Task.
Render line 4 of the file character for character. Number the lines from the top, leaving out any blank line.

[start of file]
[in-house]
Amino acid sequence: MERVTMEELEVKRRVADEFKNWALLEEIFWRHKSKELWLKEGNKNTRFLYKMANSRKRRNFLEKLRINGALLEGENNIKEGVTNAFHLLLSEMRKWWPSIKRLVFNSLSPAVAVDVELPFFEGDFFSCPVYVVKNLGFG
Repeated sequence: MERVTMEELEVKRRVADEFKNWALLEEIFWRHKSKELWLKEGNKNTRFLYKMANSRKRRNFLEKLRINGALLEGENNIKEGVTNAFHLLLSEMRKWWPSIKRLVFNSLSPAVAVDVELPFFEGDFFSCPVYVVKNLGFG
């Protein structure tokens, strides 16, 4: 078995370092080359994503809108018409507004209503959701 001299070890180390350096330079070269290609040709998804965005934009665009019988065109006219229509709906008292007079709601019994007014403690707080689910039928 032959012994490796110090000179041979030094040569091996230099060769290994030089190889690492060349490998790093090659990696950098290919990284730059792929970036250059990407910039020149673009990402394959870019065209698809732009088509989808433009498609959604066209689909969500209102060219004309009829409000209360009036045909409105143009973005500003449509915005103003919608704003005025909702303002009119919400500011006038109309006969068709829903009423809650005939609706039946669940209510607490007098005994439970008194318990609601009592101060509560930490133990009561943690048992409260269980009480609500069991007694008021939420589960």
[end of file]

């Protein structure tokens, strides 16, 4: 078995370092080359994503809108018409507004209503959701 001299070890180390350096330079070269290609040709998804965005934009665009019988065109006219229509709906008292007079709601019994007014403690707080689910039928 032959012994490796110090000179041979030094040569091996230099060769290994030089190889690492060349490998790093090659990696950098290919990284730059792929970036250059990407910039020149673009990402394959870019065209698809732009088509989808433009498609959604066209689909969500209102060219004309009829409000209360009036045909409105143009973005500003449509915005103003919608704003005025909702303002009119919400500011006038109309006969068709829903009423809650005939609706039946669940209510607490007098005994439970008194318990609601009592101060509560930490133990009561943690048992409260269980009480609500069991007694008021939420589960």